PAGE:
Skip to main content

Arroz con Pollo


This is one of those dishes that’s a perfect example of comfort food. It is almost a national dish and will instantly remind you of sunny Spain. There are so many variations on this dish, each reflecting the unique regional produce of Spain.


There are a few ingredients here that I feel are indispensable. One is the smoked sweet paprika and the other is the green olives. Both of these ingredients add something that can’t really be substituted.

Ingredients

8 Chicken thighs or one whole roaster cut up
1 link of Chorizo sausage, cut into 1 inch pieces
6 Tbsp of Extra Virgin Olive Oil
2 cloves of Garlic, sliced
One Large Onion, chopped
One Red Pepper, chopped
2 cups of medium grain Rice, a Spanish arroz or paella rice is perfect as well.
4 cups of Chicken stock, warmed
2 Bay leaves
1 pinch of Saffron
2 Tbsp of smoked sweet Paprika
2 dried whole Chilies, if desired.
Juice of one Lemon, ends cut off and reserved
¼ cup of Madeira
1 small jar of pimento stuffed Manzanilla green Olives

Place the olive oil in a cast iron casserole (Le Cruset is perfect) or some pot with a cover that can go from stovetop to oven. Over medium heat bring the oil up to temperature, and then brown the chicken. Remove from oil and set aside.

Now add sliced chorizo, garlic, chopped onion and chopped red pepper, and cook until onions are brown and soft. Add all spices and combine well.

Add juice of lemon, the ends of the lemon and the Madeira and allow alcohol to cook away. Then add the rice and coat thoroughly with oil. Add warmed stock and saffron, mix well and then add back the chicken and the olives and bring to a slight boil.

Cover and put into a preheated 350 degree oven for 40-50 minutes. Remove from oven, stir and then recover and allow to rest on stove top for 5 minutes. Serve with a salad and white wine. 

Wine: Albarino is a good match as is a Rose’ or a Vinho Verde.  Serves 4 – 6.

Comments

Popular posts from this blog

Norfolk Style Seafood

This is such a good recipe and so simple to make. The story behind this recipe is interesting. When I was a young boy, we used to go to a seafood restaurant in Washington DC called O'Donnell's. They had wonderful food, and most importantly, they had Buck.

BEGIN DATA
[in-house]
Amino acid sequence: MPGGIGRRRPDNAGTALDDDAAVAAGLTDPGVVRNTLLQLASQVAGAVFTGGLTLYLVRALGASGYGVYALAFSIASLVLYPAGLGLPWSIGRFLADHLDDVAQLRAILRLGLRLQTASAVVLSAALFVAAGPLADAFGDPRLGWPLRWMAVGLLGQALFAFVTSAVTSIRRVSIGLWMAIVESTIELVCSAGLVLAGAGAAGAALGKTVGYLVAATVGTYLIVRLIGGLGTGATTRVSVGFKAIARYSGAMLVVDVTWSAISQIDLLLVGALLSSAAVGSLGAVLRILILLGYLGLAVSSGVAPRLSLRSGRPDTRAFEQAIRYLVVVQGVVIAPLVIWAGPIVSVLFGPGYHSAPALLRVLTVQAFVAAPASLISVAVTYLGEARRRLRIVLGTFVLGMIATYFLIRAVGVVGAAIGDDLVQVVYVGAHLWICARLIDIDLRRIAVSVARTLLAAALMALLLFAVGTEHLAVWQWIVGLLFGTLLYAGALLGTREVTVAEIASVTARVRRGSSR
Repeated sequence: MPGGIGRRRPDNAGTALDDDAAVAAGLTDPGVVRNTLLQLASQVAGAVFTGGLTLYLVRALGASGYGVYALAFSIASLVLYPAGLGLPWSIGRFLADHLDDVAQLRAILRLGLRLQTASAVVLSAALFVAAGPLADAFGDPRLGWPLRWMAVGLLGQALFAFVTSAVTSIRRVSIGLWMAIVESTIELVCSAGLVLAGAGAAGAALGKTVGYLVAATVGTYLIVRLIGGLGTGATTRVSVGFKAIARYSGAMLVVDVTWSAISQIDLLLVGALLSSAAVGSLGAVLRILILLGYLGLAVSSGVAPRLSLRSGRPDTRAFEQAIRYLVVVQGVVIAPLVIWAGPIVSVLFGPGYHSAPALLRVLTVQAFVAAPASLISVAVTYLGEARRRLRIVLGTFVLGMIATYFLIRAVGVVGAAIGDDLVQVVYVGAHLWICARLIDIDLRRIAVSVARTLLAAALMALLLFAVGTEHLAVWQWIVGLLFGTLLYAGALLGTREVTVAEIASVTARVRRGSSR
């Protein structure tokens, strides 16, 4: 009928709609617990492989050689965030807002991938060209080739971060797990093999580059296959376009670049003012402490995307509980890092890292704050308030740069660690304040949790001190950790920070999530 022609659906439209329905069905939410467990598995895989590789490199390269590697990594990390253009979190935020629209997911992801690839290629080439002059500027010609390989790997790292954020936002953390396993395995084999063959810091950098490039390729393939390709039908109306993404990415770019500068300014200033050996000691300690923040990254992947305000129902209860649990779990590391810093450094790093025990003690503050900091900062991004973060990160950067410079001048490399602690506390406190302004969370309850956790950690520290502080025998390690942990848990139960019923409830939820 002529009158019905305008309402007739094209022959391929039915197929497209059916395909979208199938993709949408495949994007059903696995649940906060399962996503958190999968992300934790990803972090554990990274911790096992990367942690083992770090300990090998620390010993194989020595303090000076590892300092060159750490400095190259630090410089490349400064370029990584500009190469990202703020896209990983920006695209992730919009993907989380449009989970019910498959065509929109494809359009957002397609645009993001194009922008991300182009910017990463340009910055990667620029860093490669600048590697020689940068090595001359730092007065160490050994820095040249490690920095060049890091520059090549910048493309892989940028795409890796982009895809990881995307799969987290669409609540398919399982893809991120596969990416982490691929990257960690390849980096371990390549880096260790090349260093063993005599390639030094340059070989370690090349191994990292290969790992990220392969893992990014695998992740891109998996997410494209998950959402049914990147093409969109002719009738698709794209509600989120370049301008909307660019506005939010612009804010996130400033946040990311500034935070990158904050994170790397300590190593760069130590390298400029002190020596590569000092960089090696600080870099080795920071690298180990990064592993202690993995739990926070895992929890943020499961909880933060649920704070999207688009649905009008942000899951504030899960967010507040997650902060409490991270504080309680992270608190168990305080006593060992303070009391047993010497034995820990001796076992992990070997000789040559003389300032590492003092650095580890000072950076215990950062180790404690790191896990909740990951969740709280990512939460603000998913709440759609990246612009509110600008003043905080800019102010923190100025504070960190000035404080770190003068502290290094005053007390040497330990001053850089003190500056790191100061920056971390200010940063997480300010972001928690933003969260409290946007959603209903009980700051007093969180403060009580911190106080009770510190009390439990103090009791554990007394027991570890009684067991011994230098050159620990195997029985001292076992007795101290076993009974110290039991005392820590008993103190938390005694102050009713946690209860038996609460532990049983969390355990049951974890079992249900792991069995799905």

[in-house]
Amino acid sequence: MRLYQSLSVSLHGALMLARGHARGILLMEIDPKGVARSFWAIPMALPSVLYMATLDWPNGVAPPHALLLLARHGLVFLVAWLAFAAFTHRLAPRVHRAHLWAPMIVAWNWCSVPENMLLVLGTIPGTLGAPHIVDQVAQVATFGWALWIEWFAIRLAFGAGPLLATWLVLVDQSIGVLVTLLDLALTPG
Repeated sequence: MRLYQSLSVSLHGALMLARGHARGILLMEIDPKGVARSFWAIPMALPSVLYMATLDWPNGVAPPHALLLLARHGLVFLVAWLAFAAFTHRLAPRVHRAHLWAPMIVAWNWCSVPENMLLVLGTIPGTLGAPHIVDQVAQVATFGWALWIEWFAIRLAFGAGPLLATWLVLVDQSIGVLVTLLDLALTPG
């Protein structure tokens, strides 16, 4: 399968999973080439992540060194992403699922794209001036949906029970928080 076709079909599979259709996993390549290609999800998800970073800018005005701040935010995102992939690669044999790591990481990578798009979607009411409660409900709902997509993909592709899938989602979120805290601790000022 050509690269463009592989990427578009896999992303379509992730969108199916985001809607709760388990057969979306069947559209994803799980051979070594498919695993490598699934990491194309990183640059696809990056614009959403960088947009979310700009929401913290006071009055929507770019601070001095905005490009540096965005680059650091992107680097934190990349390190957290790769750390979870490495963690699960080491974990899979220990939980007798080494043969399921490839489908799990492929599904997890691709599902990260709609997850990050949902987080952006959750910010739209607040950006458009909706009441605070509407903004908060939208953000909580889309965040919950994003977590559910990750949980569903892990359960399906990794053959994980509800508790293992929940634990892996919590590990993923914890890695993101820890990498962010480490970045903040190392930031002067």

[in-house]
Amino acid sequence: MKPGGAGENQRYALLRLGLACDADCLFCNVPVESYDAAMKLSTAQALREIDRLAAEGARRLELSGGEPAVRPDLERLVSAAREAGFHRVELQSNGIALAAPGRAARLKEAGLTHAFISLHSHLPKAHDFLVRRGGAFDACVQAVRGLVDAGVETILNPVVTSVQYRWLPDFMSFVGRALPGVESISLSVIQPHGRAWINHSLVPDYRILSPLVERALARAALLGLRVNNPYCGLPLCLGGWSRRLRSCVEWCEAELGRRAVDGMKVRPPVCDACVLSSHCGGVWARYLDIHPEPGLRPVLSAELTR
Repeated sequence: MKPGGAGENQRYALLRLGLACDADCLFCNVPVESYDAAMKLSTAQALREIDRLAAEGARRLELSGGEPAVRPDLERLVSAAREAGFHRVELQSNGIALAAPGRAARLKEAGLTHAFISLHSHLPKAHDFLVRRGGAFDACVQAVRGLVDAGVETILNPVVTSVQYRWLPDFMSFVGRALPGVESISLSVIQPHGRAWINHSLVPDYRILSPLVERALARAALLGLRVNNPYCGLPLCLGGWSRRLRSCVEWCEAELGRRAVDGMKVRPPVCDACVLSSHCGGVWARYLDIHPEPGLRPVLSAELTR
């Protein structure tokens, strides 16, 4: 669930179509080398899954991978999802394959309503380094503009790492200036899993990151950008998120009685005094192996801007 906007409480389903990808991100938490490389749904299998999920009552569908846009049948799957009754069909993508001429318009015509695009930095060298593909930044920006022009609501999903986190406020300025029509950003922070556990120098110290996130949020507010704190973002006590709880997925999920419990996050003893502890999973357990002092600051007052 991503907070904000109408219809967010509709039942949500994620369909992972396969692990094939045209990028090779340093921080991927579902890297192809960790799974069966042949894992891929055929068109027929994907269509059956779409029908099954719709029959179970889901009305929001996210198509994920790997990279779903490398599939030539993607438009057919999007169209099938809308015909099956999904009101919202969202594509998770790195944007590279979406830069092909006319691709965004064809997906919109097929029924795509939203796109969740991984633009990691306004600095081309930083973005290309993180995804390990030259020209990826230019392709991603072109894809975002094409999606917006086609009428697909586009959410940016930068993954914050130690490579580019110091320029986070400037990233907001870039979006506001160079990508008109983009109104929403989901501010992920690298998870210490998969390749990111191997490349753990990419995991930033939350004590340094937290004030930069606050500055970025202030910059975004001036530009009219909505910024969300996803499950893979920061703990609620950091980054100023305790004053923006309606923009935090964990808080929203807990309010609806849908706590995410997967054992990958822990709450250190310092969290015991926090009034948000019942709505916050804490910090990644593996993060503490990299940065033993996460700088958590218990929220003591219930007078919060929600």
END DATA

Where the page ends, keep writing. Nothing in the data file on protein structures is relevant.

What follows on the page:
Buck was a gentle giant at 6' 2" and was always talking to me about his recipe. He had invented this style of cooking seafood and had even developed special pans which could be used over open flame and then it could be delivered to the tables still sizzling. He was rightfully very proud of this. 


After being there quite a few times, Buck shared his recipe with me and told me to keep it a secret. Since this was over 40 years ago, I guess I can reveal it now. 


Ingredients

1/2 lb Shrimp, Jumbo Lump Crab or Langoustines, raw and shelled
2 Tbsp Butter
2 cloves Garlic, chopped
Dash of Old Bay Seasoning
Juice of 1/2 Lemon
Few dashes of Tabasco
Splash of White Wine
Salt and Black Pepper


Heat your pan until fairly hot, then add butter an…

Turbot Poached In Puttanesca Sauce

I wanted to build on the puttanesca sauce I posted yesterday to show how a versatile sauce can be used to prepare multiple dishes.


I got the idea to poach some fish in the puttanesca sauce, as I found some really nice turbot at the market.




Ingredients
1 large finely chopped Onion 4 cloves of Garlic, finely chopped 2- 28 oz. cans of crushed or diced Tomatoes, or whole tomatoes that are lightly chopped in the processor.
3 Tbsp Olive Oil 3 tsp. Red Pepper flakes or a few whole red peppers
4 to 6 Anchovy filets ¼ cup of Capers, (Try to get the salted capers and prepare them by rinsing and then soaking for 30 minutes. it's worth the extra effort, as the flavor is vastly superior to the brined capers). ½ cup pitted Kalamata Olives Freshly ground Black Pepper
1 lb Turbot, cut into four pieces. You could substitute Cod, Hake or Monkfish.
Note: You will notice that there is no salt in this recipe. When you consider the olives, anchovies and capers, you really don't need additional salt. If you omit…

French Seafood Stew aka Bouillabaisse

I've always enjoyed bouillabaisse, but I've never tried making it. I assumed (wrongly) that it was very complicated. 

It is really simple to make and I have minimized the ingredients below, to make it even easier than a classical preparation. However, if you want a classic Bouillabaisse, just add in the optional ingredients listed below
Bouillabaisse is basically a fisherman's stew and reflects what seafood was caught fresh that day. There are many variations of this classic dish from Marseille.

I like to start with the classic preparations and then branch off from there. If you find a set of common ingredients, then you can start to craft your own recipe and make it your own. 
I love cookbooks and read them like novels. I always basically know the recipe I want to prepare, but I find that looking at multiple recipes and sources, gives me the best results. This is loosely based on Ina Garten’s Seafood Stew. 
Ingredients 
4 Tbsp Extra Virgin Olive Oil 1 large Onion, chopped  1 teas…